Strengthening Constitutional Self-Government

No Left Turns

Peter Jennings, RIP

Of course I don’t care much for network news, and ABC gives CBS a run for the title of having the worst bias, but Peter Jennings was a gentleman. Through a long chain of events that take too long to recount, I got to meet Jennings and spend an hour talking with him in his office at ABC in New York back in the fall of 1993. He couldn’t have been nicer or more cordial, even though I was there to argue with him and his chief producer about their coverage of health care issues and other things. (This was during the run-up to Hillarycare.) He fiddled with his Dunhill cagarette pack through much of the conversation, I remember.

One thing that became apparent from our conversation was the insularity of network news. Jennings asked what was the leading conservative idea for health care. I told him, "medical savings accounts." "Never heard of it," he said, which struck me as rather amazing since he had had John Goodman of the NCPA, one of the inventors and popularizers of the idea, on a townhall show that he (Jennings) had hosted, and had obviously not absorbed a thing Goodman had said. But recall that TV news people have an earpiece in their ear, and listen more to producers than to the guests, as their fundamental obligation is to keep the show moving along. This all goes to remind us that even TV news is show biz.

Jennings also said he respected the critiques of the Media Research Center, the conservative media watchdog. Yet when the Republicans captured Congress a year later, he seemed to move more overtly to the left, comparing the election result to a child’s temper tantrum.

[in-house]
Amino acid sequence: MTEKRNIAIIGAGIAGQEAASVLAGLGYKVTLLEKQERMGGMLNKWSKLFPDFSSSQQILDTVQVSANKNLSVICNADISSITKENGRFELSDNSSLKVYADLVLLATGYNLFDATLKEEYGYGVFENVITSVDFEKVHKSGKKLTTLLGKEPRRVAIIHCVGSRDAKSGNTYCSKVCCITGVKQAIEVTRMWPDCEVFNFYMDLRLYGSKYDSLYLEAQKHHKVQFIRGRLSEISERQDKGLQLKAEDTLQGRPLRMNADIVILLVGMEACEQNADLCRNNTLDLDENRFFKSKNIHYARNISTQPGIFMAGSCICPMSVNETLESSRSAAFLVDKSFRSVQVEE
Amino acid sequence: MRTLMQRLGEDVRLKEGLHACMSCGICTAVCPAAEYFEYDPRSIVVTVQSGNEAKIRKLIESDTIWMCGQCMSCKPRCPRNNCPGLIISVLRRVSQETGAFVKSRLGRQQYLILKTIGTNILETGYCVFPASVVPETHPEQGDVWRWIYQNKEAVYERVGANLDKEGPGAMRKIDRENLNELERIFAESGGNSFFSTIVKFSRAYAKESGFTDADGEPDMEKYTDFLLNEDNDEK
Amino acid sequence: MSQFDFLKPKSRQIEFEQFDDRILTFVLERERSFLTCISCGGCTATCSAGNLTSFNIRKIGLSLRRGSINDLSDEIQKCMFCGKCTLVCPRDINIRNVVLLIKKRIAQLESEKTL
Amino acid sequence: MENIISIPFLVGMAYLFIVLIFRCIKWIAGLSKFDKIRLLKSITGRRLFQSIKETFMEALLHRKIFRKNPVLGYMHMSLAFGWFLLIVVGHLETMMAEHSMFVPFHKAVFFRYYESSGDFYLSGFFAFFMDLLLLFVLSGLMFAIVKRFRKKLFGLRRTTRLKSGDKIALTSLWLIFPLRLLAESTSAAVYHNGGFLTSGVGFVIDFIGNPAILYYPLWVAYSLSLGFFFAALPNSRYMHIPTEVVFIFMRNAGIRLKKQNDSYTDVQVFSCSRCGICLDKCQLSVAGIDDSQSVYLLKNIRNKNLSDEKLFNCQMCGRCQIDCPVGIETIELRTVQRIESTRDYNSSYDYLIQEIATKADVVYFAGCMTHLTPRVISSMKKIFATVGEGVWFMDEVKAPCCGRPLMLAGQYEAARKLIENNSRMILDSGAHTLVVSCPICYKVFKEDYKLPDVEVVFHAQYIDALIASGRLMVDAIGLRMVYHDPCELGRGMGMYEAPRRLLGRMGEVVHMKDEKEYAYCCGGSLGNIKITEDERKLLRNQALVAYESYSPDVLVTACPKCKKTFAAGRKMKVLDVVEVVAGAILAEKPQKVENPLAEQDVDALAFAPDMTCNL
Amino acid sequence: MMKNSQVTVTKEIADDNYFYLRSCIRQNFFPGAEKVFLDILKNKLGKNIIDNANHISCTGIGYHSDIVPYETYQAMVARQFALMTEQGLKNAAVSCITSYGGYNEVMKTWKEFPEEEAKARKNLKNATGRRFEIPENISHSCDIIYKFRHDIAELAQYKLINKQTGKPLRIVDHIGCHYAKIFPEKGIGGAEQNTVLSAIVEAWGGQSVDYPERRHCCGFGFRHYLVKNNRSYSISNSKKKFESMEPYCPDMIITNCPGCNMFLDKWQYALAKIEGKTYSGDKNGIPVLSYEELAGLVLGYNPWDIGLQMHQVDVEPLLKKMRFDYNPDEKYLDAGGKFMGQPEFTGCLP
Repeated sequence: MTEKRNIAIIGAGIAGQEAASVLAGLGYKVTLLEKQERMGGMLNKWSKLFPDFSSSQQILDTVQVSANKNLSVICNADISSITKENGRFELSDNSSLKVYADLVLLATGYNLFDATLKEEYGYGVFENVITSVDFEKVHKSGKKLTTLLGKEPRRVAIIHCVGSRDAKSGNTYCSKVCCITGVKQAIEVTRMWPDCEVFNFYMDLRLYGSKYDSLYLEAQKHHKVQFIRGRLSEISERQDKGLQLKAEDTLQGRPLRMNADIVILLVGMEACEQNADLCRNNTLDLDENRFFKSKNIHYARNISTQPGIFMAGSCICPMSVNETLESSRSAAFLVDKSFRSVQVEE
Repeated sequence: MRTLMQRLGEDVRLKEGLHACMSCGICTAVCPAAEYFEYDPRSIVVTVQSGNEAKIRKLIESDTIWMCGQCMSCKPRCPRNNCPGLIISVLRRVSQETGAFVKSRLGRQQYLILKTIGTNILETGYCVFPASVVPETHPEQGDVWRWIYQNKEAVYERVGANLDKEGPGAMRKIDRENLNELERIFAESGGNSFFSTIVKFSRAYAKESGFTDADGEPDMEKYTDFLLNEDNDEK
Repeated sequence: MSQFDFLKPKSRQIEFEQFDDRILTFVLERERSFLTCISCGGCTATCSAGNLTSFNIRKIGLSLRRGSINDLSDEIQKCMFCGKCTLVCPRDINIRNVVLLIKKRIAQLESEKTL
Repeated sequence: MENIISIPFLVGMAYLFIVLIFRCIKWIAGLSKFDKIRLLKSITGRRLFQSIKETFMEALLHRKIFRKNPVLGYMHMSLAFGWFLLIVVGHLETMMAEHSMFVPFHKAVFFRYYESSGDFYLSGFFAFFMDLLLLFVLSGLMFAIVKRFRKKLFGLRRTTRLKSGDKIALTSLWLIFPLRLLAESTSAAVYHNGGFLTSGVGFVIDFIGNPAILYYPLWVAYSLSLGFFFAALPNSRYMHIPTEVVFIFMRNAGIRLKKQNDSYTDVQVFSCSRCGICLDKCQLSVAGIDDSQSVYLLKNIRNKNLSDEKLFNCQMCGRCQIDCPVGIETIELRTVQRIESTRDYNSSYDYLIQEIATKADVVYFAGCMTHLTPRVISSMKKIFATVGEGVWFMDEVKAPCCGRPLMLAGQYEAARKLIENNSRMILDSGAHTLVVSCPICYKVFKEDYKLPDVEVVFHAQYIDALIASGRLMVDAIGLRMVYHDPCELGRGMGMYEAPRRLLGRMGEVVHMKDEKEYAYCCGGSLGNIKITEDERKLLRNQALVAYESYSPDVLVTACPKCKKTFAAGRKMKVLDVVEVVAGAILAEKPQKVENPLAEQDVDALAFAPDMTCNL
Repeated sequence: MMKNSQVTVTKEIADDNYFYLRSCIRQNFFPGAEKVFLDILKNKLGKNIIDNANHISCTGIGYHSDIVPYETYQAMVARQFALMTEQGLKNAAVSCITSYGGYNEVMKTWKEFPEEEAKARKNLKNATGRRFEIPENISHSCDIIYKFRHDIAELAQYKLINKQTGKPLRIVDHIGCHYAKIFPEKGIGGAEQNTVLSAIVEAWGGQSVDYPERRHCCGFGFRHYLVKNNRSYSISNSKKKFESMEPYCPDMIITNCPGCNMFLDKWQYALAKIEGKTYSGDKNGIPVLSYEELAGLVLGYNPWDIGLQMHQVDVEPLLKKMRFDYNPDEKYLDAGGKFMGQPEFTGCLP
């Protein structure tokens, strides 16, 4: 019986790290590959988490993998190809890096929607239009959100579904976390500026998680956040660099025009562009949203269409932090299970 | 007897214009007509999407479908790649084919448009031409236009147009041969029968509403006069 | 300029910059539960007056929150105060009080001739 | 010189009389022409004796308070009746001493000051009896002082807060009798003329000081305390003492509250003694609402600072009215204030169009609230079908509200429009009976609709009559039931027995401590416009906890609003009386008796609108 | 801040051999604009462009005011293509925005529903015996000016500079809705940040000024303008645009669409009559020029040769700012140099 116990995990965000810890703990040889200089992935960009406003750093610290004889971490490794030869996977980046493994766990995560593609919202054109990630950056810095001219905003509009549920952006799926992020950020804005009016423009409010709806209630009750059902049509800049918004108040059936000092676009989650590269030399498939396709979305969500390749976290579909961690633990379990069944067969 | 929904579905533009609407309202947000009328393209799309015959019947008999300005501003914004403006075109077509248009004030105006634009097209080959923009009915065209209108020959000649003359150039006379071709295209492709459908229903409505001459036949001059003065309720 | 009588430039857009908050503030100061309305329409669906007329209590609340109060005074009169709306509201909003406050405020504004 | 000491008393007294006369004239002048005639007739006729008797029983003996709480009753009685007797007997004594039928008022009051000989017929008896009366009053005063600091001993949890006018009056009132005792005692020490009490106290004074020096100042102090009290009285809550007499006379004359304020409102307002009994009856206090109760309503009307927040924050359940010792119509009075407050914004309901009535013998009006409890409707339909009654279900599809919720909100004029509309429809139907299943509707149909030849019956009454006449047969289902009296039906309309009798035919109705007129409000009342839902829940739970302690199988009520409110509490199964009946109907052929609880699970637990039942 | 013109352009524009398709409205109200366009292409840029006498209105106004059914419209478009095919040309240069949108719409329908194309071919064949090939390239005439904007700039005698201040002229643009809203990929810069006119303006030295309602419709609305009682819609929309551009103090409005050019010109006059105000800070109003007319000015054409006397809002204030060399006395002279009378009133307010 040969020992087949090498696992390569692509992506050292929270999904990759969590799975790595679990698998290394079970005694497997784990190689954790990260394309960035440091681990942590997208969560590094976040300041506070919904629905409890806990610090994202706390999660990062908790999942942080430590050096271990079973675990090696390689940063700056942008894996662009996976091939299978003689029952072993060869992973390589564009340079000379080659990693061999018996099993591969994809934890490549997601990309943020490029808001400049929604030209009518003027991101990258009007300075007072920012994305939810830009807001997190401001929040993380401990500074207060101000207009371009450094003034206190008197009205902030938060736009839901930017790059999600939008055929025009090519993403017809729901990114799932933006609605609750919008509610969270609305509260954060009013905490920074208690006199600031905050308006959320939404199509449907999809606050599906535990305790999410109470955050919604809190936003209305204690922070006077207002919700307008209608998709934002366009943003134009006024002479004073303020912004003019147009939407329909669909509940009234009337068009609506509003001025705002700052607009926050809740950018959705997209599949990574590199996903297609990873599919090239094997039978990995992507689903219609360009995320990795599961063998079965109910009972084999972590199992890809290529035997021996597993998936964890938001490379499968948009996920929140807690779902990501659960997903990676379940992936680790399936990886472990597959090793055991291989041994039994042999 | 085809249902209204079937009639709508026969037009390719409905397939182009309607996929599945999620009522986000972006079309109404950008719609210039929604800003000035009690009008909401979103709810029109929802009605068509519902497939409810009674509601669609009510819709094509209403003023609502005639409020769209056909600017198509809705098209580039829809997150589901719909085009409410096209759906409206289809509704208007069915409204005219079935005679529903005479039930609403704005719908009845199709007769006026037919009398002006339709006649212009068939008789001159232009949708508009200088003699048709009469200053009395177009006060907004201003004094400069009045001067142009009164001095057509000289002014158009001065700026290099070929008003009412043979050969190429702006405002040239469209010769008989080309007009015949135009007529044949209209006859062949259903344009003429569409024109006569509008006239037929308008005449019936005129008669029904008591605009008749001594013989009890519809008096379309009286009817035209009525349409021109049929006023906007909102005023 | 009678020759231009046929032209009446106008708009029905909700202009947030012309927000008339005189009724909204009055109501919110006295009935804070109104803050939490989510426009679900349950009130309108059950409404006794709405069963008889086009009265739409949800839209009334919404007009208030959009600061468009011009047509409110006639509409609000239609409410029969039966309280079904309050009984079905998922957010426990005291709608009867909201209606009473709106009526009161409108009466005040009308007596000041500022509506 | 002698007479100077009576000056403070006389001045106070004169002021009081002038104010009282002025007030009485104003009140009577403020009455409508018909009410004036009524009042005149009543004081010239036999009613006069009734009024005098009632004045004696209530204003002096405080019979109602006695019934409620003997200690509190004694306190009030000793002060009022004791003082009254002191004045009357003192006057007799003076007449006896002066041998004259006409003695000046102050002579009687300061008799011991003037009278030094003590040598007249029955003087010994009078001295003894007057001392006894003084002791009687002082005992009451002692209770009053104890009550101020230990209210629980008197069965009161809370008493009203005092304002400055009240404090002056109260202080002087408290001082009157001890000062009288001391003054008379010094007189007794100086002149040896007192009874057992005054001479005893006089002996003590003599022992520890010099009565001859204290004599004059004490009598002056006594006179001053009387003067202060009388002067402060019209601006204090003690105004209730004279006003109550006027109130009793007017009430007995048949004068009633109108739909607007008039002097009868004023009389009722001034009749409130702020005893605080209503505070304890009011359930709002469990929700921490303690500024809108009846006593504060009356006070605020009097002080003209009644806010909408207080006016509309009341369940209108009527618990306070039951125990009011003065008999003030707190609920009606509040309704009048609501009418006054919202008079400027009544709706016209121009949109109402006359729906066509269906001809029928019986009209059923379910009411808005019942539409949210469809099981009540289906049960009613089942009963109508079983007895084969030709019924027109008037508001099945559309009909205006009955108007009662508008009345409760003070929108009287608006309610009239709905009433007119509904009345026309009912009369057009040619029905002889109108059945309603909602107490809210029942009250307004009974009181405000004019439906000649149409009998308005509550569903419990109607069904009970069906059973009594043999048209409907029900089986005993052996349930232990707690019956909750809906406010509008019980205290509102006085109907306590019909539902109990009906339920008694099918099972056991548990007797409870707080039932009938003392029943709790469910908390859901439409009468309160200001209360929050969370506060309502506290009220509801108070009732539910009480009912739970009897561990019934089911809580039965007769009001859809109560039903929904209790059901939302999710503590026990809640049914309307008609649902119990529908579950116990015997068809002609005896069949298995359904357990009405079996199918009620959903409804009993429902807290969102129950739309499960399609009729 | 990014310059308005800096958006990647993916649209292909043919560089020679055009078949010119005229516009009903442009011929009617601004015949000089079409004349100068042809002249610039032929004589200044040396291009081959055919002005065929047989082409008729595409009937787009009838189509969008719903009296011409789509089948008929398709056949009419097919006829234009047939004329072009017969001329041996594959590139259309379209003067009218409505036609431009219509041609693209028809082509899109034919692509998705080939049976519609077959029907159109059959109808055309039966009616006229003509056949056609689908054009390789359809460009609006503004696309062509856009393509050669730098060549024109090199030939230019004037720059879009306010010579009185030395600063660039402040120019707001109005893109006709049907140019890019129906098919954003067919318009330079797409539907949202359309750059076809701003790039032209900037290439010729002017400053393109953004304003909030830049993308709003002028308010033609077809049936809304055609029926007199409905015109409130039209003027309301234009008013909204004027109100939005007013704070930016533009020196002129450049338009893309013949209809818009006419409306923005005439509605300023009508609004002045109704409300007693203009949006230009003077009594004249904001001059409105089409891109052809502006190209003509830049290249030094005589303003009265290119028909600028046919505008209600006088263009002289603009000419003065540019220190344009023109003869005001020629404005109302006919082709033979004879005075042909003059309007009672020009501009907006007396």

Discussions - 5 Comments


An arrogant MSM liberal dinosaur who knew how to act nice in private. I’m sure there are many others.

Could be, but I doubt I’d have enjoyed meeting Dan Rather.


I’ve read that Rather was actually nicer than most of the big-name TV news people. Who knows. My point is that if one looks at the TV news business generally, as with any industry, there are probably some privately nice people. What matters more is Jennings’ public record, which by all accounts was atrocious.

Rather came across, to me, as a true-believing liberal motivated primarily by compassion. If nothing else, he had a Red State background and gave the impression of having a clue about such things. Jennings came across as a cold, arrogant, insular Blue Stater.

I set my jaw against him during election coverage in the 1980s. David Brinkley had mentioned that some Democrat had unexpectedly won, and Jennings said, "Good." Brinkley embarrassingly smiled and said "Well, Peter, I’m not sure it’s ’good’, exactly." Brinkley was a true professional.

For all that, I hate to see a man go before his time, and cancer is a real bum deal. GRHS.

This reminds me of "Do nice guys always get into heaven?" The answer is no of course. Peter Jennings was a typical left winger who used/abused his position. Steve seems to think it is significant that he was "nice" to him one time. Surely Steve is more thoughtful than that...

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